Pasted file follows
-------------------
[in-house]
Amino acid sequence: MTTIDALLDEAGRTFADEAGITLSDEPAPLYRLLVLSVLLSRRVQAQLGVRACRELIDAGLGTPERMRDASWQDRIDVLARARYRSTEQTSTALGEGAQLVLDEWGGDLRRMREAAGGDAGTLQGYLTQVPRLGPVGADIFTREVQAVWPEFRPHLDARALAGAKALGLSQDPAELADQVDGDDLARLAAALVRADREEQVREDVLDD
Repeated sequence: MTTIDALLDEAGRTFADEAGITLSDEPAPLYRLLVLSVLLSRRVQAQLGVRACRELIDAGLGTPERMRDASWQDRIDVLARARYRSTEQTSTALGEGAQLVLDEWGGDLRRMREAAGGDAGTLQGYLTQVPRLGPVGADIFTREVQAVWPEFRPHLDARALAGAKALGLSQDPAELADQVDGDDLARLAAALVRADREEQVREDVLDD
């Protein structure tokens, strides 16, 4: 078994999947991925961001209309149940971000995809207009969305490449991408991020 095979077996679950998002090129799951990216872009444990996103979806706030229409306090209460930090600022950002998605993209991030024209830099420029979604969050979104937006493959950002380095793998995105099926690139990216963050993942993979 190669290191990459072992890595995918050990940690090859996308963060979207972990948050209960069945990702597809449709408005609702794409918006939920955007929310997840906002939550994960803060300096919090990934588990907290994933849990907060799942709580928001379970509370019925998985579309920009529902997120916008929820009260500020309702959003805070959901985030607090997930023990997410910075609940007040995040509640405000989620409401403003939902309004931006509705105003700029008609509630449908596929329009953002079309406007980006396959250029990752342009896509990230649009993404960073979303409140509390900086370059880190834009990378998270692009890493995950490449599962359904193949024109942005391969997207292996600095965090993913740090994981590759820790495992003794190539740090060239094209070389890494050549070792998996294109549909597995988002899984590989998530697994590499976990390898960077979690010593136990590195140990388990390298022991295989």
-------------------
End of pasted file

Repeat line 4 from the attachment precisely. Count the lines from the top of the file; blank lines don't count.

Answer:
């Protein structure tokens, strides 16, 4: 078994999947991925961001209309149940971000995809207009969305490449991408991020 095979077996679950998002090129799951990216872009444990996103979806706030229409306090209460930090600022950002998605993209991030024209830099420029979604969050979104937006493959950002380095793998995105099926690139990216963050993942993979 190669290191990459072992890595995918050990940690090859996308963060979207972990948050209960069945990702597809449709408005609702794409918006939920955007929310997840906002939550994960803060300096919090990934588990907290994933849990907060799942709580928001379970509370019925998985579309920009529902997120916008929820009260500020309702959003805070959901985030607090997930023990997410910075609940007040995040509640405000989620409401403003939902309004931006509705105003700029008609509630449908596929329009953002079309406007980006396959250029990752342009896509990230649009993404960073979303409140509390900086370059880190834009990378998270692009890493995950490449599962359904193949024109942005391969997207292996600095965090993913740090994981590759820790495992003794190539740090060239094209070389890494050549070792998996294109549909597995988002899984590989998530697994590499976990390898960077979690010593136990590195140990388990390298022991295989």